Dr Libby Wants You to Say No
In her new book, Dr Libby shares her thoughts on women’s wellbeing and the power of saying no
As Dr Libby so passionately explains it, being a woman is a wonderful gift “and it breaks my heart to see people living with so much pain”. Her genuine love for the human spirit, cultivated over many years researching her PHD, working in health retreats, in private consults and as a hugely inspiring public speaker, is the primary motivator for her thriving career.
Dr Libby spoke with Viva on the eve of the launch of her ninth book, Women’s Wellness Wisdom, which she has written as a direct response to the many woman worldwide who have read her books (she’s sold over 300,000 copies), attended her seminars or watched her 2014 TEDx talk. A resource for all ages, the book talks through key areas of women’s wellbeing including food (with sections on cooking on a budget and how to introduce children to nutrition), body, mind and world.
The concept of ‘feedback’ is throughout the book, tell us about that.
Everything is feedback, there is no failure. When you don’t feel comfortable with life, or your body or health isn’t what you need it to be, that’s feedback; not failure. It’s up to us to know what to do with it, change doesn’t have to be big and overwhelming. I want people back in touch with their own inner voice. It’s like there’s instructions on everything — how you feed your families, parenting — I’m not saying we don’t necessarily need to not learn things but I am saying never negate your own voice. That includes the voice of intuition about areas of your life you may need to make a shift in. It’s not criticism, you’re not failing. Women are often so hard on themselves.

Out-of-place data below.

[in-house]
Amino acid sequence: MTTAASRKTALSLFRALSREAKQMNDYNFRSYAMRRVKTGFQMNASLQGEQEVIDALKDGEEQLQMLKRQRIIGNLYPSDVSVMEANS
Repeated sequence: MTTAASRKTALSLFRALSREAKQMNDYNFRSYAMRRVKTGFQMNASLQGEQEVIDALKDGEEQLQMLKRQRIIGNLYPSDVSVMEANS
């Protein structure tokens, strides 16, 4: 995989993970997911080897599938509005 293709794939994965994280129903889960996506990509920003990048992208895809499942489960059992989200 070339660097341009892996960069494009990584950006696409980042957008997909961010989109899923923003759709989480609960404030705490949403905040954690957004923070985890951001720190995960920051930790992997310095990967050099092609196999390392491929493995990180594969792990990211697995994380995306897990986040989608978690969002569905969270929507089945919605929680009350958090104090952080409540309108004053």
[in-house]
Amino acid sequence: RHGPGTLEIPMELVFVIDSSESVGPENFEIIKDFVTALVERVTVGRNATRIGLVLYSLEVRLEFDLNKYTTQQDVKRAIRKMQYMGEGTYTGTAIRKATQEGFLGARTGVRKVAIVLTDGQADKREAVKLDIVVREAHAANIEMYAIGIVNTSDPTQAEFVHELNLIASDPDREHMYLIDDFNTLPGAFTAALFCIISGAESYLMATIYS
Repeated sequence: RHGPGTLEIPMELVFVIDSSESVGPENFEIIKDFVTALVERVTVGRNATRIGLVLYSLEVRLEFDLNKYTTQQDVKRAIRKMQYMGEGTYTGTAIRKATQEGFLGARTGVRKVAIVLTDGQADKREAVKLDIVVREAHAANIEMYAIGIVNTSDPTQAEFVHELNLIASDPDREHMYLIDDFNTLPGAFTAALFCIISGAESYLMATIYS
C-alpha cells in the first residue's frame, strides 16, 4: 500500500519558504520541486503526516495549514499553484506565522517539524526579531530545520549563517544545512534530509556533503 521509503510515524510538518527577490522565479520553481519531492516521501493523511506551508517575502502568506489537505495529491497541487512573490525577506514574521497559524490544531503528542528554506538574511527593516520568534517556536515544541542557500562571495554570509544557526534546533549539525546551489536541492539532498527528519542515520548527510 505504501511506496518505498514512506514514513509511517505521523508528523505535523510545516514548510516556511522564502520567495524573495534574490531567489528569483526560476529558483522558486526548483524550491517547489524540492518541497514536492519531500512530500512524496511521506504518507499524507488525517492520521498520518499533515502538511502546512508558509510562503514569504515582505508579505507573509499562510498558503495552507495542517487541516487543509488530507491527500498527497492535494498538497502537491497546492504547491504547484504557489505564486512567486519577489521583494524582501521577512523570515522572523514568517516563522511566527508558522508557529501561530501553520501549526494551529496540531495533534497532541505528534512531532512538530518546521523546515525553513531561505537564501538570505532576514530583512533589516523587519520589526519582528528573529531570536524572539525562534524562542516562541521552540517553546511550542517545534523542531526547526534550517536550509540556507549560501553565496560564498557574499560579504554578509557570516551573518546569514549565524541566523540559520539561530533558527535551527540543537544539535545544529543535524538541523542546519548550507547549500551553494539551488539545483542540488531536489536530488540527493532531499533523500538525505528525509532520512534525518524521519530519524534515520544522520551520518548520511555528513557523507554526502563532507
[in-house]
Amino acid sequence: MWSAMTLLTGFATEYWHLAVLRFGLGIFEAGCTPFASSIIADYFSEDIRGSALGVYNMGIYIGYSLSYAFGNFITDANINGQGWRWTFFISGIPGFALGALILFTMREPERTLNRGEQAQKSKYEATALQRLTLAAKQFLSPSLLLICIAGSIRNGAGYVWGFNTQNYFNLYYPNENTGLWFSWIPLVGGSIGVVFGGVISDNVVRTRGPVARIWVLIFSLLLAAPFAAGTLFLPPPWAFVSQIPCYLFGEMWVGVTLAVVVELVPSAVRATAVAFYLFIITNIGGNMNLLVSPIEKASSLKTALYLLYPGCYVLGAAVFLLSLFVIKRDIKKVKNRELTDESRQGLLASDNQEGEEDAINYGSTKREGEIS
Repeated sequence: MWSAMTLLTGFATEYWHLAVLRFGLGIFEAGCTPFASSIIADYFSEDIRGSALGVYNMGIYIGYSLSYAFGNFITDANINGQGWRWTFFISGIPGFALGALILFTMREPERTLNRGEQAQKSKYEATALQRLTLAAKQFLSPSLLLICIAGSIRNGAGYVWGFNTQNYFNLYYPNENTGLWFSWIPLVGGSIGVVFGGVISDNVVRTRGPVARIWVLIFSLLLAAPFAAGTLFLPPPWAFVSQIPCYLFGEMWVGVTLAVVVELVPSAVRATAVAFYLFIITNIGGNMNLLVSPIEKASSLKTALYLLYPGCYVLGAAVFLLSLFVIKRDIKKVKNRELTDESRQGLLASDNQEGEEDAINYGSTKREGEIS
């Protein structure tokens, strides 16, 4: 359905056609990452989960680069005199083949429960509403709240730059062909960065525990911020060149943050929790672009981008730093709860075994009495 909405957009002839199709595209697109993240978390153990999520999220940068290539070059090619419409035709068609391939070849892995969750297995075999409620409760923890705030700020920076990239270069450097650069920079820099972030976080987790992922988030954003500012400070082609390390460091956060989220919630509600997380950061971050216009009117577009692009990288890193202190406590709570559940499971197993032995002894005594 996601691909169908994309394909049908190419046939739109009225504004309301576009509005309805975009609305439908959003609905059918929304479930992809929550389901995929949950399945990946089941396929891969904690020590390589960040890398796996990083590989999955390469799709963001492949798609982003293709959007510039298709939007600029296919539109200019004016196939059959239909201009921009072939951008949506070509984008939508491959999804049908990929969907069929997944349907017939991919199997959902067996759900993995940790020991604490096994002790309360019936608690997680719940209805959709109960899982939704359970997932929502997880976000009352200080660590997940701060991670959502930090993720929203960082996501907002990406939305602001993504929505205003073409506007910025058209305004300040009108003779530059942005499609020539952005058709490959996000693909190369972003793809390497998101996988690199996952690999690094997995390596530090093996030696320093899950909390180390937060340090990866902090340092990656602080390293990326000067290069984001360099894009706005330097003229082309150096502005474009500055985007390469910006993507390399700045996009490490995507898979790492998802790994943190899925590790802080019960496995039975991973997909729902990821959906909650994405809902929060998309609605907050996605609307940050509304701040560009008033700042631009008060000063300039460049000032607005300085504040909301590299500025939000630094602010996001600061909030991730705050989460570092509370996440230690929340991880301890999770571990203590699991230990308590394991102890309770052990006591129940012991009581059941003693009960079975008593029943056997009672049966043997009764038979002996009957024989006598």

You’re big on women saying no, you refer to it in the book as ‘flexing the no muscle’?
There’s immense beauty in being an incredible support system to a lot of people, but there’s a reason why airplanes say ‘put your own oxygen mask on first.’ You literally can’t do all of those things if you’re not okay. And when you’re someone that has been raised to be a good girl, or a people pleaser, it’s important to start to see the benefit for the other person in your saying no.
What’s your food philosophy?
I feel like a big part of health comes from joy. And rigidity and fear with food masks a belief, or beliefs, that people have about themselves and it can permeate their whole life.
I encourage women to realise their bodies are trying to communicate to them. If there’s been a significant change in body deposition, what biochemical pathways are allowing that to happen? Is it too much oestrogen, is it the liver, is it an adrenal issue? My big focus is a shift from weight to health. A genuine shift from weight to health is surely game changing for how women then experience themselves, their body, their food choices. Because then it’s never about restriction.
What are your thoughts on alcohol?
The regular over-consumption of it is becoming a bigger and bigger problem for women. When there’s too much of it you can start to recycle oestrogen, and that has huge consequences. The ripple effect of the liver not being able to keep up with the load is a big thing.